I get notifications from both the Democrat and Republican in the heated 6th district U.S. congressional race, where education has not been a major theme. But an email this morning on behalf of GOP candidate Karen Handel from the National Republican Congressional Committee intrigued me because it dings Democrat Jon Ossoff for attending the well-regarded Atlanta private school, Paideia; he was in the class of 2005.
Here is what the note said about his education:
Jon Ossoff has a brand new ad, and his theme remains consistent (unlike his message).
Hypocritical statement #1: “How do we keep metro Atlanta’s economy growing?...our universities and tech schools train our talented young people.”
Ossoff attended a fancy private school growing up, went to Washington DC for college, and got his Masters in London.
This GOP response strikes me as risky. While it criticizes Ossoff for attending a "fancy private school" and out-of-state universities, it also draws attention to his impressive education credentials. (Ossoff has an undergrad degree from Georgetown University and a master’s from the London School of Economics.)
It underscores something Handel has played down – her lack of a college education. I wrote about this issue in 2009 when Handel unsuccessfully sought the GOP nomination for governor. At the time, incumbent Casey Cagle, who also lacks a college degree, was seeking a second term, which voters granted him.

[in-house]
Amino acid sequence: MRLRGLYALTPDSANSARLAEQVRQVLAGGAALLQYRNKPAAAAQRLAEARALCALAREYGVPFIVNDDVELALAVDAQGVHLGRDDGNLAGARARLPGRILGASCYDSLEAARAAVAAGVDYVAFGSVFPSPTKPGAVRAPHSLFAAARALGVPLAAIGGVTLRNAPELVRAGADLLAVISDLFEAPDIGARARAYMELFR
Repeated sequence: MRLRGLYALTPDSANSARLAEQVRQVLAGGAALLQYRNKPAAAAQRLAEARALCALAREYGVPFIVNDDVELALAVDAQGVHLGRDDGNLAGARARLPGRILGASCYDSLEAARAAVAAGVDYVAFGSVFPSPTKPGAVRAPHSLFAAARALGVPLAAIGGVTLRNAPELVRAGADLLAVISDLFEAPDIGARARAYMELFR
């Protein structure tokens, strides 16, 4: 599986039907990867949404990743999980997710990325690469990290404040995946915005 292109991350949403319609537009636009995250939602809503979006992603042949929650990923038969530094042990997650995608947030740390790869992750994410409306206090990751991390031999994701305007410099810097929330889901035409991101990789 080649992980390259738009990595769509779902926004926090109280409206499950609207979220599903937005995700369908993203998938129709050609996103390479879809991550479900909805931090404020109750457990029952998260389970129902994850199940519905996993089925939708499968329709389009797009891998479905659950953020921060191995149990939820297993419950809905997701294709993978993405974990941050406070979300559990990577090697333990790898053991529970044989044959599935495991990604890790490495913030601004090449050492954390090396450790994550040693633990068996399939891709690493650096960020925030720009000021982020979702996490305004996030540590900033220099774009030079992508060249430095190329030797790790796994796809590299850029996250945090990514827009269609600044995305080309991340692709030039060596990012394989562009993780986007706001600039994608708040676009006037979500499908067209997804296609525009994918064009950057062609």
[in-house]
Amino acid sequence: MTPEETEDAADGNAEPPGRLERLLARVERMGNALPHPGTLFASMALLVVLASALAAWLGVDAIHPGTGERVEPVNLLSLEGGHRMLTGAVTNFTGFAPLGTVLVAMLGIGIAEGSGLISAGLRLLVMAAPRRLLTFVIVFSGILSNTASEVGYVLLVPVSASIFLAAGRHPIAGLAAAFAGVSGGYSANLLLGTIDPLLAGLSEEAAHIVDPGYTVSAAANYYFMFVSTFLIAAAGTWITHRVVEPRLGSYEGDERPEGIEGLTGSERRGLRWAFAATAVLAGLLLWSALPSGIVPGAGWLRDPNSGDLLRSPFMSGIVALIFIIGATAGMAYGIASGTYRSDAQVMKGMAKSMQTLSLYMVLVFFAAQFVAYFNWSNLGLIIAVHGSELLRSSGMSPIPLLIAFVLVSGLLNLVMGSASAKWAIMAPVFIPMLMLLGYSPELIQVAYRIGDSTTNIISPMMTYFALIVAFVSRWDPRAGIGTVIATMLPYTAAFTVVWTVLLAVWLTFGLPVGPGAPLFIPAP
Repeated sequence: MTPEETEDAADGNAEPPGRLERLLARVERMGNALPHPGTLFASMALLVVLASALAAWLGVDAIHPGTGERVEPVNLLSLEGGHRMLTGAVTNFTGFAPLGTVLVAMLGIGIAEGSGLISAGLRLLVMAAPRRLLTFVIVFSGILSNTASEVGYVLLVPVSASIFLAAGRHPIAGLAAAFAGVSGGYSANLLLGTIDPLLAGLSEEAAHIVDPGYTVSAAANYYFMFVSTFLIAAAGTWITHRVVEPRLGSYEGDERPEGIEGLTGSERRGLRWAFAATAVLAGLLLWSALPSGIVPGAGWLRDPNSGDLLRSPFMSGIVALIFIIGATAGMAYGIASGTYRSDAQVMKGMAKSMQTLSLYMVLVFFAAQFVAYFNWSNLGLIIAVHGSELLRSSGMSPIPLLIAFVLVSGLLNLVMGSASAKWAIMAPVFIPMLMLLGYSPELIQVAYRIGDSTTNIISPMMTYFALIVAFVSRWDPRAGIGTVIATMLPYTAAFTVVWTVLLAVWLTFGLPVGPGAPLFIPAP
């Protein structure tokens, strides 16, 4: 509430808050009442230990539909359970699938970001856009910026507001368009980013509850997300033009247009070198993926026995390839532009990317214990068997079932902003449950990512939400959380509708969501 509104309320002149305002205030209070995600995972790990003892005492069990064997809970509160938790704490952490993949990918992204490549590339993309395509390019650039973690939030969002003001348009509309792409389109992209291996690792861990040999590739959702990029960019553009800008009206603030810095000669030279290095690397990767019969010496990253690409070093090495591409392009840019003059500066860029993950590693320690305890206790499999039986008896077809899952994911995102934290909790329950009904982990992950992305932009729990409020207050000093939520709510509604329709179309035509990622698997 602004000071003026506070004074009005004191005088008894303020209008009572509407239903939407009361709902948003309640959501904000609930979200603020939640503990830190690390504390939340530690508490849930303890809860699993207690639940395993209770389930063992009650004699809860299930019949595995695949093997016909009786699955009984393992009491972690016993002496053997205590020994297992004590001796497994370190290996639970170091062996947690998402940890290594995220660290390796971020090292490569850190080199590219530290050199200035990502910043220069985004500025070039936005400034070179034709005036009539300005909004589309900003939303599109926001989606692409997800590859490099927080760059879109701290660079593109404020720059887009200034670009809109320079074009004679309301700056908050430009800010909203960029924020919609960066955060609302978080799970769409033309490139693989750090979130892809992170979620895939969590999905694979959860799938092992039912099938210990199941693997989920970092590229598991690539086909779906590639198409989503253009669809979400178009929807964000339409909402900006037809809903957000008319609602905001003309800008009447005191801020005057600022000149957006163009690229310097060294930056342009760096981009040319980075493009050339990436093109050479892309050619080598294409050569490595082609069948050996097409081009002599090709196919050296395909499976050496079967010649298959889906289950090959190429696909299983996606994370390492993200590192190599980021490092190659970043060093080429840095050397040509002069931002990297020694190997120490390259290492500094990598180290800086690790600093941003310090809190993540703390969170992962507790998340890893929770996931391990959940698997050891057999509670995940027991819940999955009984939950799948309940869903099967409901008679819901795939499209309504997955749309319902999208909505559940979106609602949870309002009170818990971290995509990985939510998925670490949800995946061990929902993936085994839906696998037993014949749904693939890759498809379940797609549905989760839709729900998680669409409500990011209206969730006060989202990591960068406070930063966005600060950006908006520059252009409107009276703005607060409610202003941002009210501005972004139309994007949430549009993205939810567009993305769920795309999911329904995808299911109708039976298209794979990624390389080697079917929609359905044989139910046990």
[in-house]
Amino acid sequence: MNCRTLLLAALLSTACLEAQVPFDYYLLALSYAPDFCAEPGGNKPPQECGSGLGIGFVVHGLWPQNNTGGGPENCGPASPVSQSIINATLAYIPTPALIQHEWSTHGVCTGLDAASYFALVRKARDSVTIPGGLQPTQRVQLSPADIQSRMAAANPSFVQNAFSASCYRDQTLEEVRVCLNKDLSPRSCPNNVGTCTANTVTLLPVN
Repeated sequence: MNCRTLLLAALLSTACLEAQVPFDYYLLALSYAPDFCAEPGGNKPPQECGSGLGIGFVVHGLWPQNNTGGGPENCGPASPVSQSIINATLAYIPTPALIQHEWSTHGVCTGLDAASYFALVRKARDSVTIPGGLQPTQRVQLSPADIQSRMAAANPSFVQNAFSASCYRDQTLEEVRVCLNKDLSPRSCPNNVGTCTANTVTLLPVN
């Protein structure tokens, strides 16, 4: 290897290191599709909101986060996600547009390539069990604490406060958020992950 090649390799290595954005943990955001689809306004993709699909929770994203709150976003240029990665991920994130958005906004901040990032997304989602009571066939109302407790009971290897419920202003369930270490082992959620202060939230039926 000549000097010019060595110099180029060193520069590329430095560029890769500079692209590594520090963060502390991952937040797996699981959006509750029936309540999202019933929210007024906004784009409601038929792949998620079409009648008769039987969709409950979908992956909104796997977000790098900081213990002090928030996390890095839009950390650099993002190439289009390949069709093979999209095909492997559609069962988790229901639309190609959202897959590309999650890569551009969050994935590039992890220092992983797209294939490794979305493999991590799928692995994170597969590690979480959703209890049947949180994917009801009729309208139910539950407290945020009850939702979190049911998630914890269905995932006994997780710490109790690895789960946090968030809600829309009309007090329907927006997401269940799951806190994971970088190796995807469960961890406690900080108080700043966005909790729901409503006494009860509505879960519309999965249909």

I asked a question then that may be relevant today: Does a college degree matter?
What I wrote:
So far, a lack of a college degree hasn't hampered Karen Handel, who was elected secretary of state in 2006. Nor has it stood in the way of Casey Cagle, who won the lieutenant governorship that same year.
If the pair succeeds this year, Georgia will be led by two people whose formal education attainment ended at high school, an unenviable status according to critics who contend it delivers the wrong message in a state long labeled an educational laggard.
There is no legal requirement that the governor hold a college degree, although you can't get a job as a teacher in Georgia without one. A task force appointed by Gov. Sonny Perdue --- who earned a doctorate in veterinary medicine from the University of Georgia --- even briefly considered making a college degree a qualification to serve on a local school board.
A generation or two ago, the book smarts vs. street smarts debate wasn't as pitched. In 1948, for example, Americans elected a president without a college degree, Harry Truman. However, every president since then has held at least an undergraduate degree. Even Truman --- whose poor eyesight kept him out of West Point --- attended both college and law school but earned a degree from neither.
What do you think?